7 Misconceptions About Breastfeeding
Breastfeeding is one of the things I’m most proud of as a mama. It didn’t come easy as a first time mama… I definitely made mistakes and had no idea what I was doing, especially at the start. There were so many uncertainties. In fact, the only thing I was certain about was that I was going to breastfeed. I pushed past the obstacles and met my goal, but I wanted to give up so many times along the way.
If you're an expecting mama who’s considering breastfeeding, read on! I’m sharing some of the misconceptions I had that almost stopped me from breastfeeding:
1. It's (forever) painful to breastfeed
Breastfeeding should only be painful for the first two weeks or so when your hormones are normalizing after giving birth, but if it is after that you should talk to a lactation consultant before giving up. It may just be an issue with baby’s latch (for which there are solutions) or another issue that may be resolved.
2. You'll have to supplement If You Breastfeed
Some mamas think there aren’t enough nutrients in breastmilk, so they’ll need to supplement. While breastfed babies tend to feed more than formula-fed and may not be able to sleep train the same way a formula fed baby can, that doesn’t mean they’re not getting enough nutrients! This is where it’s important to just trust your babies instincts on how often and when to feed them, because they know when they’re hungry! Speaking of listening to your baby’s needs…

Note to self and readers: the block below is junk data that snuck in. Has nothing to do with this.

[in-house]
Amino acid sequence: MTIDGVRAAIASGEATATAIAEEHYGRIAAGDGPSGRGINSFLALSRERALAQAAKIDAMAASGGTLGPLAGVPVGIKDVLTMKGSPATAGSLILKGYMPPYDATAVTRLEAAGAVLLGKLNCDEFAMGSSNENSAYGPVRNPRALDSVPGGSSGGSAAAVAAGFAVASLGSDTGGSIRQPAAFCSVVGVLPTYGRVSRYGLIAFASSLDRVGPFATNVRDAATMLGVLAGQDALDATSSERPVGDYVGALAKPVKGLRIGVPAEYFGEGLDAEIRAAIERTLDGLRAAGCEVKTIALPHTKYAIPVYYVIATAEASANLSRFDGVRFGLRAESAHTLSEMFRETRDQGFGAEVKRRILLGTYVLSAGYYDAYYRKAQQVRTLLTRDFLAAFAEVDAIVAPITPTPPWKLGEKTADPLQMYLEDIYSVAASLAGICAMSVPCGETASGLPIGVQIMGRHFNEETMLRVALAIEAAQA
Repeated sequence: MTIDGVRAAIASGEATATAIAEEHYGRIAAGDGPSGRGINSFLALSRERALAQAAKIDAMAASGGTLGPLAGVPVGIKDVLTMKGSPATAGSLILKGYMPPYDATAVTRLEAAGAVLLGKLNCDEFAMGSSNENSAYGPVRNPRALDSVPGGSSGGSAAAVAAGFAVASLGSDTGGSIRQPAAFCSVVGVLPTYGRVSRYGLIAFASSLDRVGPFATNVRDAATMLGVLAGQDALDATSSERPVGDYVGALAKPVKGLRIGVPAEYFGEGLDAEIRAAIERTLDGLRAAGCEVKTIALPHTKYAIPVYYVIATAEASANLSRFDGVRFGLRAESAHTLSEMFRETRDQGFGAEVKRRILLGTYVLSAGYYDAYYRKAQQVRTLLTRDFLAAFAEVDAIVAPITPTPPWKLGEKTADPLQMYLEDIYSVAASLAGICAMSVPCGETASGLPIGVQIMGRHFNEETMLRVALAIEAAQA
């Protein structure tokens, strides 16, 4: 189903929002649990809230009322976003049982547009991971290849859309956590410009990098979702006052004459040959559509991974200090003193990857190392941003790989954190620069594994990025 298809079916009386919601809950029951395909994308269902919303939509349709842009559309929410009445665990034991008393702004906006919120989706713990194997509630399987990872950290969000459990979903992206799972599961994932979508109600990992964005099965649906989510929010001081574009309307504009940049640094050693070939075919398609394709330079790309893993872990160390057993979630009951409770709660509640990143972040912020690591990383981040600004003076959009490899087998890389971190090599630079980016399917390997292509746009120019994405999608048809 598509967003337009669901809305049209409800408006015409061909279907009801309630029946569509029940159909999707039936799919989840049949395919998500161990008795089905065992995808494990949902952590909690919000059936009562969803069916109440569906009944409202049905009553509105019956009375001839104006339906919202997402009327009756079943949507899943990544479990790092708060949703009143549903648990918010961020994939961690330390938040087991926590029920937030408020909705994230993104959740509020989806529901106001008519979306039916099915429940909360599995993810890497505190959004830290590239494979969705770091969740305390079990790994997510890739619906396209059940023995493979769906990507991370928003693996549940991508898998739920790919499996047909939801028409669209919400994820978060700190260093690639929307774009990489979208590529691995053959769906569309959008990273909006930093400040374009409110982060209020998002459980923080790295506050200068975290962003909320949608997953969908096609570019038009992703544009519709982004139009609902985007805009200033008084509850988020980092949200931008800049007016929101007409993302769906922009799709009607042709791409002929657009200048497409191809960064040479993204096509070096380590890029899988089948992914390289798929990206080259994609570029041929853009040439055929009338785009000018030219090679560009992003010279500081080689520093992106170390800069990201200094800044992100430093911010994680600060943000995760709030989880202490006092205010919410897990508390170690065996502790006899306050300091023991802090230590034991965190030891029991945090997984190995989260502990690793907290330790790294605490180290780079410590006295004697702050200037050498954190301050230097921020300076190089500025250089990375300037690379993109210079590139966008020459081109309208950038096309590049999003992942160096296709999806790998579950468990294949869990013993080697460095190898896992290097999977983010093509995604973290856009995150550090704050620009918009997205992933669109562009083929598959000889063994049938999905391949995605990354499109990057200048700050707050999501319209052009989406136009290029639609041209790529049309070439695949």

3. Need to Get on a Feeding Schedule Right Away
Feeding on demand is absolutely the way to go with breastfed babies! I made the mistake of trying to establish a schedule early on with Ryan by making him wait until the “three hour” mark before nursing him. But especially newborns need to be able to feed on demand, because they’re still adjusting to not having that constant stream of nutrients they received from mama during pregnancy, plus their little bodies are doing a lot of growing and changing still! It’s very common for newborns to “cluster feed,” where they nurse as often as every hour or even every 30 minutes. That’s normal and is totally okay!
4. Breastfeeding older babies or toddlers will cause psychological issues
Breastfeeding is a beautiful bonding experience between mama and baby, and that doesn’t just go away when baby gets older. If you want to breastfeed after a year, go for it! It is definitely a different experience when they’re older from when they’re newborn, but it’s just as beautiful and special. I breastfed my boys for a little over a year each, and know mamas who did beyond two years or more.
5. Smaller breasts can't produce enough milk
Cup size does not affect milk supply in the slightest. I’ve known smaller women who have even had an oversupply, and larger women who have only just had enough. So don’t be discouraged by your size, mama!
6. You shouldn't breastfeed when you're sick
The antibodies your body makes will pass to your baby so it's actually a good thing to breastfeed when you’re sick! Breastfeeding when sick protects your baby more than if you don't.
7. Comes naturally and should be easy
Breastfeeding is hard. It usually doesn’t come fully naturally for mama and baby, so don’t be discouraged if it takes some time to figure out. There are so many great resources to help you on your breastfeeding journey too! Your doctor and local lactation consultants are always there to help out, and there are tons of online resources readily available, like La Leche League. You can also check out my other breastfeeding blogs for some more tips and tricks I’ve learned along the way:
Are you a breastfeeding mama? What were some of the reasons or misconceptions that almost stopped you?